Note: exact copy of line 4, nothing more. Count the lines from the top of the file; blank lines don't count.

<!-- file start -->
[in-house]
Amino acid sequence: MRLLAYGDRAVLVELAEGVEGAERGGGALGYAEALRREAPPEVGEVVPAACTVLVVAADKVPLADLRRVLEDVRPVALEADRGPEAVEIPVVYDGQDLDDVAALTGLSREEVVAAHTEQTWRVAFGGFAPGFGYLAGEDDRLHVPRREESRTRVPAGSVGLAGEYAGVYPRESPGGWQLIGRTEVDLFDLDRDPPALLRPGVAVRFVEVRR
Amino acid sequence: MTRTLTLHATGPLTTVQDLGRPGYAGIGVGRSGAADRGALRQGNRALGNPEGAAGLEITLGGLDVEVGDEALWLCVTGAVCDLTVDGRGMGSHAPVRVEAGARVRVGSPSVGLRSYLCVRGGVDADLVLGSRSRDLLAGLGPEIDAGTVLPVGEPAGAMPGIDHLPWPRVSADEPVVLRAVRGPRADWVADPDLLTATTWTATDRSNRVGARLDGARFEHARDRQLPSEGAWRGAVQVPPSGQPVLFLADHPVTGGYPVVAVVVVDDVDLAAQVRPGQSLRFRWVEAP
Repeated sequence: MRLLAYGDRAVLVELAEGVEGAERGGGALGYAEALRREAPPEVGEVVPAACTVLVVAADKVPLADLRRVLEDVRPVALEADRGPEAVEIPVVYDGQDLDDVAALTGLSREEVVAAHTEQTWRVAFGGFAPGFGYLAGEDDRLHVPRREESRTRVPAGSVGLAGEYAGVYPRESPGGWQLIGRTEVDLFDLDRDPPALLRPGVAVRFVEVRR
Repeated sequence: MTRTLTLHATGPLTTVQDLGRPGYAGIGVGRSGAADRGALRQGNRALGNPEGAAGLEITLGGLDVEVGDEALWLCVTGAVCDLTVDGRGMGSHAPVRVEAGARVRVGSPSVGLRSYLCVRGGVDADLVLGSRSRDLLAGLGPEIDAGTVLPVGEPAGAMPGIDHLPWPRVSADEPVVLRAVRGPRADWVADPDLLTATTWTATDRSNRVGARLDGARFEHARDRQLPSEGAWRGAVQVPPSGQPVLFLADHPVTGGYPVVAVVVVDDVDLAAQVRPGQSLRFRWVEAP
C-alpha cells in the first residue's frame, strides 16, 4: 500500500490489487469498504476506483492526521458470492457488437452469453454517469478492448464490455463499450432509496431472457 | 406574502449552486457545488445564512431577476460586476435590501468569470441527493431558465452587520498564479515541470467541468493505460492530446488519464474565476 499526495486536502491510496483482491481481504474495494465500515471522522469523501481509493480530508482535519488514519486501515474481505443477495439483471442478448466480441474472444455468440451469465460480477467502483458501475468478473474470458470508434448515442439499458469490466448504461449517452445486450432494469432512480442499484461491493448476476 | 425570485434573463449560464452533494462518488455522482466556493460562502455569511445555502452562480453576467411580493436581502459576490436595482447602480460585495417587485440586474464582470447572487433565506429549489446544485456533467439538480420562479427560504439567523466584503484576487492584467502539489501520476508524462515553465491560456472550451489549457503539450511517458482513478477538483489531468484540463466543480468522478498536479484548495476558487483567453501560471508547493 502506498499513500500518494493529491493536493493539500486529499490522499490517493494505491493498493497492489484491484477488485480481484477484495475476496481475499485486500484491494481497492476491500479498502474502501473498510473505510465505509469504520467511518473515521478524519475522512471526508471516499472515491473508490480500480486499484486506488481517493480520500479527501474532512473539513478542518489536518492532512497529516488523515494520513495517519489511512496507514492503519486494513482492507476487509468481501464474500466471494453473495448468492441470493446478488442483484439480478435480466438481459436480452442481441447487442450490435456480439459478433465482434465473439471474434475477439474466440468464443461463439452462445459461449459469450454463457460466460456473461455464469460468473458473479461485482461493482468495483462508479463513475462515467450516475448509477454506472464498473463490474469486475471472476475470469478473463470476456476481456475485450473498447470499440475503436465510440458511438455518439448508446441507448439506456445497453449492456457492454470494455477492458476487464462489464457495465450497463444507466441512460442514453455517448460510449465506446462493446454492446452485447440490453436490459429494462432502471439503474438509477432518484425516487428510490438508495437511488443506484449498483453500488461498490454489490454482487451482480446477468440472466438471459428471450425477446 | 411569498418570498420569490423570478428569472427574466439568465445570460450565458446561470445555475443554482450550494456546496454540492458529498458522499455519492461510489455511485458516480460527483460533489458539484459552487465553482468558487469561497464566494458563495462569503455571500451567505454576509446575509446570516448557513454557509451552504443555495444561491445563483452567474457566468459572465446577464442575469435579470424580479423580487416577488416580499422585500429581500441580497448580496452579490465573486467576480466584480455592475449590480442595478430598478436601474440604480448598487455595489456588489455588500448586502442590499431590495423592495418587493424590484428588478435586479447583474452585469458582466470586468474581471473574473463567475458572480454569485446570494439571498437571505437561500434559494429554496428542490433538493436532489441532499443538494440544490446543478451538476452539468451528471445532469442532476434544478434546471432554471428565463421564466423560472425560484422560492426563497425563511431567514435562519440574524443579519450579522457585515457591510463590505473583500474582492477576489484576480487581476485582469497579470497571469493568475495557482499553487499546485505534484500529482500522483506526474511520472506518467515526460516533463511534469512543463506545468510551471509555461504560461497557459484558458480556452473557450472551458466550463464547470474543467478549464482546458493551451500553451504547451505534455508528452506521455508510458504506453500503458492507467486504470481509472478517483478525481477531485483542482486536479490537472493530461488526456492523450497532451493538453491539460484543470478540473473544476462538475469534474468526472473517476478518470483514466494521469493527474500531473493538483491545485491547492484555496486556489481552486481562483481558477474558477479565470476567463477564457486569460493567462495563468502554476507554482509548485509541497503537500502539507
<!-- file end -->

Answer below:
Repeated sequence: MRLLAYGDRAVLVELAEGVEGAERGGGALGYAEALRREAPPEVGEVVPAACTVLVVAADKVPLADLRRVLEDVRPVALEADRGPEAVEIPVVYDGQDLDDVAALTGLSREEVVAAHTEQTWRVAFGGFAPGFGYLAGEDDRLHVPRREESRTRVPAGSVGLAGEYAGVYPRESPGGWQLIGRTEVDLFDLDRDPPALLRPGVAVRFVEVRR